SpaceX Inspiration4 mission will send 4 civilians with minimal training into orbit

Four people – none of them trained astronauts – are expected to launch into orbit aboard a SpaceX Dragon capsule on September 15, 2021. Credit: NASA Johnson

On September 15, 2021, the next batch of space tourists are expected to take off aboard a EspaceX rocket. Organized and funded by entrepreneur Jared Isaacman, the Inspiration4 mission is touted as “the first fully civilian mission in orbit” and represents a new kind of space tourism.

The four crew members won’t be the first space tourists this year. Over the past few months, the world has seen billionaires Richard Branson and Jeff Bezos launch, along with a lucky few, into space on brief suborbital journeys. While there are similarities between these launches and Inspiration4 – the mission is paid for by a billionaire and uses a rocket built by another, Elon Musk – the differences are notable. From my perspective as a space policy expert, the mission’s focus on public participation and the fact that Inspiration4 will send ordinary people into orbit for three days makes it a milestone in space tourism. .

Inspiration4 crew members

The four Inspiration4 crew members include medical assistant, data engineer, geoscientist and billionaire Jared Isaacman, left. Credit: Inspiration4 / John Kraus

Why Inspiration4 is different

The biggest difference between Inspiration4 and flights taken earlier this year is the destination.

Blue Origin and Virgin Galactic have taken – and in the future will take – their passengers on suborbital launches. Their vehicles only climb high enough to reach the beginning of space before returning to the ground a few minutes later. SpaceX’s Falcon 9 rocket and the crew’s Dragon vehicle, however, are powerful enough to take the Inspiration4 crew to orbit, where they will circle the earth for three days.

The four-person crew is also quite different from other launches. Led by Isaacman, the mission includes a somewhat diverse group of people. Team member Sian Proctor won a competition among people who use Isaacman’s online payment company. Another unique aspect of the mission is that one of its goals is to promote and fund St. Jude Children’s Research Hospital. As such, Isaacman selected Hayley Arceneaux, medical assistant at St. Jude and childhood cancer survivor, to participate in the launch. The last member, Christopher Sembroski, won his seat when his friend was chosen in a charity raffle for St. Jude and offered his seat to Sembroski.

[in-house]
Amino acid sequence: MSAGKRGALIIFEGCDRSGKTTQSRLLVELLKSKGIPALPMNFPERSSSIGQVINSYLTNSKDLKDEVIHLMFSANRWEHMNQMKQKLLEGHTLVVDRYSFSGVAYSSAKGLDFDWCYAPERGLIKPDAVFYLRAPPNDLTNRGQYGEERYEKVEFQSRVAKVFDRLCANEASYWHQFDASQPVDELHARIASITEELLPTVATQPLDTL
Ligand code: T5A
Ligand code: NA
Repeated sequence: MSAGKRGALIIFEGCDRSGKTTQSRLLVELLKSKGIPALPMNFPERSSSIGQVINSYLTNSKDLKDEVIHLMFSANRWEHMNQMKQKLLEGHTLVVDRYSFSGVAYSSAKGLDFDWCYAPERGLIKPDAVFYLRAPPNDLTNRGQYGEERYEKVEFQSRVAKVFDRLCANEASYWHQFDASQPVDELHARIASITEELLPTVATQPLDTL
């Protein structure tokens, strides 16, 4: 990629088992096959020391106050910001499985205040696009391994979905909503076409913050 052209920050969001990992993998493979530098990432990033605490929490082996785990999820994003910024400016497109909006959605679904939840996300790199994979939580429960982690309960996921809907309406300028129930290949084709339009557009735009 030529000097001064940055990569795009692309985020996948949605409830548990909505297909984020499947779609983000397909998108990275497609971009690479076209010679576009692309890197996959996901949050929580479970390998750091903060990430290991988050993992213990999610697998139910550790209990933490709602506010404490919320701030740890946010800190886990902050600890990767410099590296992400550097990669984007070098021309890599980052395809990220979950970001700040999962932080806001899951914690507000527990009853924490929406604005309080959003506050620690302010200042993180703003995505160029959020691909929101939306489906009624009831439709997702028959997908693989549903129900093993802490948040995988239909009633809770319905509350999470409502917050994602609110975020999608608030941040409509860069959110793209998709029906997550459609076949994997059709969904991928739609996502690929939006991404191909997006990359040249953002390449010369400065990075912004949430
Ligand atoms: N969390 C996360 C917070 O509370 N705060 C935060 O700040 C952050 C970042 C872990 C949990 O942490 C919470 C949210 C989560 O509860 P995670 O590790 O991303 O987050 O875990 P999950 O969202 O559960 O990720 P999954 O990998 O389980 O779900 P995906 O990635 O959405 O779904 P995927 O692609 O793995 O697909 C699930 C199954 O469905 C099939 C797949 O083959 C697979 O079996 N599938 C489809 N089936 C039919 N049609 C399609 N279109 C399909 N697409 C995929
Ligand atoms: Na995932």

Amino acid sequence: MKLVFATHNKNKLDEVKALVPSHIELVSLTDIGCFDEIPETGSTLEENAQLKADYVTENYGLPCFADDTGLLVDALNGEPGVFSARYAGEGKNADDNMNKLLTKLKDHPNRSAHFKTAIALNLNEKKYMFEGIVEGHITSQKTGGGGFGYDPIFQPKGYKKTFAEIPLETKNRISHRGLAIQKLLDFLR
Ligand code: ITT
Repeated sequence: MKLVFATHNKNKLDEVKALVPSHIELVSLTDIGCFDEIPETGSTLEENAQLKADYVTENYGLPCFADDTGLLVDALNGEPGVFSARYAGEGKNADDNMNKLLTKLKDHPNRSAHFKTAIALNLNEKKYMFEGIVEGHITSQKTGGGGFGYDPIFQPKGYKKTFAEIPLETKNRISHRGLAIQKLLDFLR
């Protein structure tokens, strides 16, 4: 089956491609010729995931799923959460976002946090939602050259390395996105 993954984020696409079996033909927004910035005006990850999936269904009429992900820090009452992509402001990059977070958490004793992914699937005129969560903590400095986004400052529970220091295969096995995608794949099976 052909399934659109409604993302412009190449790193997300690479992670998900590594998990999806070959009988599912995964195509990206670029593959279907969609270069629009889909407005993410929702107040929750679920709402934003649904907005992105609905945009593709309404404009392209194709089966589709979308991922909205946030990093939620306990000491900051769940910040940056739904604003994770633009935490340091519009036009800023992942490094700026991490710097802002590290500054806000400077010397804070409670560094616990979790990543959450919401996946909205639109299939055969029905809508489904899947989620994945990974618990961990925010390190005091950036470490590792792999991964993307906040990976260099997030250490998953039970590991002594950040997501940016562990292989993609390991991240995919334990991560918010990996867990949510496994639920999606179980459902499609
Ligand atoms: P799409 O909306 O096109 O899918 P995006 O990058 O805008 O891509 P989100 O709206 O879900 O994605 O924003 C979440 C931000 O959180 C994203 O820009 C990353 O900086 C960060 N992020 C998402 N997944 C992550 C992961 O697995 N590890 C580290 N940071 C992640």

Since none of the four participants received formal astronaut training, the flight was referred to as the first “all civilian” space mission. While the rocket and crew capsule are both fully automated – no one on board will need to control part of the launch or landing – the four members still had to undergo much more training than the people. on suborbital flights. In less than six months, the crew had completed hours of simulator training, jet flying lessons, and spent time in a centrifuge to prepare for the launch’s G-forces.

Social awareness was also an important aspect of the mission. While Bezos and Branson’s flights have drawn criticism of billionaire playboys in space, Inspiration4 has attempted – with mixed results – to make space tourism more accessible. The crew recently appeared on the cover of Time magazine and are the subject of an ongoing Netflix documentary.

There have also been other fundraising events for St. Jude, including a virtual 4 mile run and the planned auction of beer hops that will be transported on the mission.

Aurora Borealis seen from the International Space Station

The Inspiration4 mission is a step towards more people having access to sights like this: the Northern Lights as seen from the International Space Station. Credit: NASA

The future of space tourism?

Sending a crew of amateur astronauts into orbit is an important step in the development of space tourism. However, despite the more inclusive nature of the mission, there are still serious hurdles to overcome before ordinary people can get to space.

On the one hand, the cost remains quite high. Although three of the four are not wealthy, Isaacman is a billionaire and paid around $ 200 million to fund the trip. The need to train for a mission like this also means that potential passengers need to be able to devote a lot of time to preparation – time that many regular people don’t have.

Finally, space remains a dangerous place, and there will never be a way to completely eliminate the danger of throwing people – whether untrained civilians or seasoned professional astronauts – into it. space.

Despite these limitations, orbital space tourism is coming. For SpaceX, Inspiration4 is an important proof of concept that they hope will further demonstrate the safety and reliability of their autonomous rocket and capsule systems. Indeed, SpaceX has several tourism missions planned in the coming months, even if the company does not focus on space tourism. Some will even include stops at the International Space Station.

Even though space remains out of reach for most of Earth’s inhabitants, Inspiration4 is an example of how the efforts of billionaire space barons to include more people in their travels can make for an otherwise exclusive activity. wider public appeal.

Written by Wendy Whitman Cobb, Professor of Strategy and Security Studies, US Air Force School of Advanced Air and Space Studies.

This article first appeared in The Conversation.The conversation


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